Phobia and Addiction
Anxiety and Addictions – what’s the connection?

What causes Social Anxiety

Most of the time, it starts when a person is young. Like other anxiety-based problems, social anxiety most likely develops because of a combination of four factors:

(1) It could be partly due to the genes. Some people are born a bit shy and tend to be sensitive in new situations. Most people who develop social anxiety have always had a shy personality.

(2) Behaviors learned from role models (especially parents). A person’s naturally shy nature can be increased by what is learned from the people around them. If parents react by over-protecting a child who is shy, the child won’t have a chance to get used to new situations. Over time, shyness can build into social anxiety.
Our 800RecoveryHub site offers free and confidential help

3) Life events and experiences. If people born with a cautious nature have stressful experiences, it can make them even more scared and shy. Feeling pushed to interact in ways they don’t feel ready for, can make it more likely for a  fearful person to develop social anxiety.

(4) People who constantly receive criticism, may start to expect disapproval. Being teased will also make  people who are already shy retreat into a corner. They’ll be scared of making a mistake or disappointing someone.


Social anxiety is generally treated with psychotherapy, medication, or both. Family and friends are especially important for people who are dealing with social anxiety. The right support from a few key people can make all the difference. The bottom line — there is a fix. However, dealing with social anxiety will take time and commitment.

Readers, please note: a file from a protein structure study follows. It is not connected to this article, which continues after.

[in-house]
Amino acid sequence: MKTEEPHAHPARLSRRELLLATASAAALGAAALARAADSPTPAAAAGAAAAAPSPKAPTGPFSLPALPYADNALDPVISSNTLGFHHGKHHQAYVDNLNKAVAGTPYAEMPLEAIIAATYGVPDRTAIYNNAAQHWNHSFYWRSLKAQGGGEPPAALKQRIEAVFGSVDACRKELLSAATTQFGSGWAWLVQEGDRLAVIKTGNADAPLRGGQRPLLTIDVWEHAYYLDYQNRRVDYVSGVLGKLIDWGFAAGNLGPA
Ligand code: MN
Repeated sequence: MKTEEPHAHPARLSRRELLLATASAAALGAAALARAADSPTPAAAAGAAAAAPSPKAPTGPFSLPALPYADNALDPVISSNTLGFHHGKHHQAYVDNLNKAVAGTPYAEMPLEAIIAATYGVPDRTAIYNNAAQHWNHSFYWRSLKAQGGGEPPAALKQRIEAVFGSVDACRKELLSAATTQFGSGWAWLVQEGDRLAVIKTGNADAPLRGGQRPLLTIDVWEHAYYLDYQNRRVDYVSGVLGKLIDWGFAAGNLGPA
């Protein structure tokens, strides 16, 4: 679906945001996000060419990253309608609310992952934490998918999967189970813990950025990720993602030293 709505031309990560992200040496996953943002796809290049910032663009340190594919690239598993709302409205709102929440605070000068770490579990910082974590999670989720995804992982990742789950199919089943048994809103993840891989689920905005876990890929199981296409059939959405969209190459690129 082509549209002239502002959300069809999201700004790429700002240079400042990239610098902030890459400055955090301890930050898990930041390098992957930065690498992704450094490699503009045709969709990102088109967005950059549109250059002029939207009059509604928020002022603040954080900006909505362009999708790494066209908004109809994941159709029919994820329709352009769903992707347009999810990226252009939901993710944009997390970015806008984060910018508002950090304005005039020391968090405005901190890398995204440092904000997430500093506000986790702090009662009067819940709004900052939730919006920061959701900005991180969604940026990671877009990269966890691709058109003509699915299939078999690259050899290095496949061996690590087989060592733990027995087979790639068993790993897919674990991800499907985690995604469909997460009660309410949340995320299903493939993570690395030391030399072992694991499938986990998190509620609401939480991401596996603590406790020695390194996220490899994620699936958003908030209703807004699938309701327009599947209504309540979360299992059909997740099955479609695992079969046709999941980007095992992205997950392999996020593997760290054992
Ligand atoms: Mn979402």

If you want some additional information on social anxiety. Here is a link to a quick fact sheet.

Social Phobia
Social Phobia and Social Anxiety are often used interchangeably.

7 thoughts on “Alcohol – The Cure for Social Anxiety

  1. Reblogged this on Demonic Divas and commented:
    This is a very thought provoking and excellent article. I come from a country where it’s almost a rite of passage into adulthood to begin to get legless at a very young age indeed. I was 14 when I first got drunk (to this day the smell of Southern Comfort turns my stomach). It’s also ingrained into British culture, going to the pub, meeting friends, grabbing something to eat. Weekends away hiking with various pub stops along the way. Drinks after work almost every night. Weekends out to the club, doing shot after shot of tequila. And this would be after a day on the beach drinking beer. And as I got older, cook dinner for friends and bring a bottle. Have a glass of wine when I got in. Once in a while is fine. For me, this was turning into every day around a bottle.